Come this fall, swarms of holiday shoppers will undoubtedly line up to get their hands on iPhone 5 at the new Apple Store at Grand Central Terminal, while others queue up downstairs to grab a burger at Shake Shack.
And that won’t even count the 700,000 commuters who normally jam into the transit hub everyday.
The news that the MTA’s finance committee approved deals Monday to rent space in the landmark terminal to such as highly visible retail powerhouse and a destination eatery surprised some New Yorkers, who think the building is pretty packed as is.
And it certainly put preservationists on watch, who want to ensure the retail and advertising excesses that cluttered the terminal before its well-received renovation in the 1990s aren’t repeated.
"Given everybody's devotion to Grand Central — everybody loves Grand Central — I think there's going to be great public interest in this," said Peg Breen, president of the New York Landmarks Conservancy. "I think this is one building that no one is gonna want to mess around with."
For programmer Jon Banafato, 23, of East Harlem, the idea of a Shake Shack with interminable lines was a little hard to stomach. “I probably wouldn’t go to the one here because it would be ridiculously packed,” he said.
The deal, which will be finalized tomorrow, is an unmistakable boon for the cash-strapped agency. Apple will pay $1.1 million in the first year and Shake Shack’s rent is $435,000 plus a share of its profits. The cost of both 10-year leases increases each year.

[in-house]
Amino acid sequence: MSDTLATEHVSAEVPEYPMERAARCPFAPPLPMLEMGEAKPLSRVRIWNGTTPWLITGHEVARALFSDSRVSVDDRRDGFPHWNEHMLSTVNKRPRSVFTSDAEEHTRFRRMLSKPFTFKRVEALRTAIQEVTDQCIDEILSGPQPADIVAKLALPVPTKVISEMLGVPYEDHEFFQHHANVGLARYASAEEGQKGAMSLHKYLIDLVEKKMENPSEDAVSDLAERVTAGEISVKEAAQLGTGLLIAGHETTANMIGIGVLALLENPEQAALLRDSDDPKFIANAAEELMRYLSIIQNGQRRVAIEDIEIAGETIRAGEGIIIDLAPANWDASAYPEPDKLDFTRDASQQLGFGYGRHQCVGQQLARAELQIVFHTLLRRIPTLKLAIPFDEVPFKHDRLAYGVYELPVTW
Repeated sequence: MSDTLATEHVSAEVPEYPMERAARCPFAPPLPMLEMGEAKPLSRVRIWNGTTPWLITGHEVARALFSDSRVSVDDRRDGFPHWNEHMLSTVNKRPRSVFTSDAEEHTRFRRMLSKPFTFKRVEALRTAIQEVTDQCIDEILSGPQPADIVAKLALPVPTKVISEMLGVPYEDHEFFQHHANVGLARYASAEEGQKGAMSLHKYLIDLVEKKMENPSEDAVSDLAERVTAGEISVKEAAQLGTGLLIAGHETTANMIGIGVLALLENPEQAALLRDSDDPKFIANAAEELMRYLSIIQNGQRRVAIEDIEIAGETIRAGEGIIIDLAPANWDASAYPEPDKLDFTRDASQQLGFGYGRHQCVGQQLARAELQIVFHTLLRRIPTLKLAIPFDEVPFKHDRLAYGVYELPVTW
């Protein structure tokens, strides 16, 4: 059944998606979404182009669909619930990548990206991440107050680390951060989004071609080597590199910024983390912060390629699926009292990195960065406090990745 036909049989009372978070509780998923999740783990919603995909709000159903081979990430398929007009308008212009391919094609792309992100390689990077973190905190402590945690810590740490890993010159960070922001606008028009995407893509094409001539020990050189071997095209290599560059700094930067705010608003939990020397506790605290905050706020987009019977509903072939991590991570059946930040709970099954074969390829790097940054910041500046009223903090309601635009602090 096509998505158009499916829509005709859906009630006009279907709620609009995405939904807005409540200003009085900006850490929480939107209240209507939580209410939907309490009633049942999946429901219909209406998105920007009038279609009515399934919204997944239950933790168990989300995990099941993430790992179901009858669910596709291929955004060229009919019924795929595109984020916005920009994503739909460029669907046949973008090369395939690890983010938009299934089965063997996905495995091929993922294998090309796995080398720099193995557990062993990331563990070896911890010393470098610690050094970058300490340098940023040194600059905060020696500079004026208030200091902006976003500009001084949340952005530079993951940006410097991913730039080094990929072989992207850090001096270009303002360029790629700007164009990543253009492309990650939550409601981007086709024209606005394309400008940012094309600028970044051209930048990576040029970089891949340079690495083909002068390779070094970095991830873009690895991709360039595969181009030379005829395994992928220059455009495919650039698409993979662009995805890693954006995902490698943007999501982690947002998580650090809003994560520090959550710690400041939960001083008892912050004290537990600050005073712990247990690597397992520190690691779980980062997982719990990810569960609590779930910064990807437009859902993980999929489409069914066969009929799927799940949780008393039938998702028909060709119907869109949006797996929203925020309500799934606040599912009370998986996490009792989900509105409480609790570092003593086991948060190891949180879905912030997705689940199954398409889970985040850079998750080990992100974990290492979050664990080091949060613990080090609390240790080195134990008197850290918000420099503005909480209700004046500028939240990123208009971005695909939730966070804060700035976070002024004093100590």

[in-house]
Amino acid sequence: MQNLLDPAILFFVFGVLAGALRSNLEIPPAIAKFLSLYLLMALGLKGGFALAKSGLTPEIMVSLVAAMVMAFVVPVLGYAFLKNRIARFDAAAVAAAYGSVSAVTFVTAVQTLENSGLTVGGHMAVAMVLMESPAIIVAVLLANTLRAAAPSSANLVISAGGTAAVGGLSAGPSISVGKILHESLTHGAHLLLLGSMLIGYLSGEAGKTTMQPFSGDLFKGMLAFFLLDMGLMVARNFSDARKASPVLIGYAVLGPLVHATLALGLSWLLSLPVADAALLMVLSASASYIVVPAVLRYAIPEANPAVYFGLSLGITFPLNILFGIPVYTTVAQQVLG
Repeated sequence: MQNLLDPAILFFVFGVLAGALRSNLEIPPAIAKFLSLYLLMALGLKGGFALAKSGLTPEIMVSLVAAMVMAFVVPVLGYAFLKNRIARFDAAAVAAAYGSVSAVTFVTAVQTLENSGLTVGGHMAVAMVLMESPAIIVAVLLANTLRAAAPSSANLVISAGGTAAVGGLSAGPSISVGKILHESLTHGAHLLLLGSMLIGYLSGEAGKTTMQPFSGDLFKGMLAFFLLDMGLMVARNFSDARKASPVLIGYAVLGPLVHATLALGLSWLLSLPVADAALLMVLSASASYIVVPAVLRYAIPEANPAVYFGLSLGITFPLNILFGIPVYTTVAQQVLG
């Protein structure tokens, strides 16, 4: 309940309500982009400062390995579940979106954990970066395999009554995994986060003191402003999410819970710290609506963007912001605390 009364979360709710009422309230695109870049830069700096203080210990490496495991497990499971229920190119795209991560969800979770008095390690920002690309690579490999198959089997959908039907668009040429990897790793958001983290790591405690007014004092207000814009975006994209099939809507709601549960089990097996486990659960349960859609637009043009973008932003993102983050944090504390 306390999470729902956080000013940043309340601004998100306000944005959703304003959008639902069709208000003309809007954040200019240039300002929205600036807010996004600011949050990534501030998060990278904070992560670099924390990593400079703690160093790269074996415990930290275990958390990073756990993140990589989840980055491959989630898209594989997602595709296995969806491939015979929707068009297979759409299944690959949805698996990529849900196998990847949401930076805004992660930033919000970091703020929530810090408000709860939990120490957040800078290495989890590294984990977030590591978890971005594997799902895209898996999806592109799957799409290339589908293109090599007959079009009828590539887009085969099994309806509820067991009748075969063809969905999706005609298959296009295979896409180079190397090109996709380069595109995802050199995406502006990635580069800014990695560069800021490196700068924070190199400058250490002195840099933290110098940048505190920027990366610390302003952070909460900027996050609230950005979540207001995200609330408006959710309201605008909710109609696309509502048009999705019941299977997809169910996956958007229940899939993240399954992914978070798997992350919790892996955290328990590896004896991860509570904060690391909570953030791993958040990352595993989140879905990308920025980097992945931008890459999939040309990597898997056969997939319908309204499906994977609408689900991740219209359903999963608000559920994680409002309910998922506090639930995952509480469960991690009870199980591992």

“I can’t imagine why any kid in Westchester would want to do anything other than go to Grand Central and shop at Apple and eat at Shake Shack,” said Jeff Rosen, the MTA’s real estate director. “We really do think we’re sort of turbo-charging it for the next generation.”
Still, a Metro-North official said the agency is taking precautions not to repeat past mistakes.
"The part we don't want to replicate is the crass, willy-nilly proliferation of advertising and visually overwhelming uses," said railroad spokeswoman Marjorie Anders. "We don't want to go back to those dark days."
For one, Apple’s logo will be smaller than those of the restaurant, Metrazur, which currently occupies the space, the MTA said. And efforts are being made to tuck away the massive lines of expected to show up at the terminal.
“People in the main concourse wouldn’t even know there was a line,” MTA spokesman Aaron Donovan said, adding that the stores’ crowds wouldn’t compete for space with one another either.
Neither store would comment on specifics of their plans.
For Jeremiah Moss of the blog Vanishing New York, the lucrative deals are yet another sign of the city becoming “monotone.”
“It's as if there's some unwritten regulation that every corner of the city, from Times Square to Coney Island, must have an Apple store and a Shake Shack. And people seem to want this sameness everywhere," he said. "We've become a city of people afraid of originality and the unknown, like tourists who go to Paris and eat at Burger King.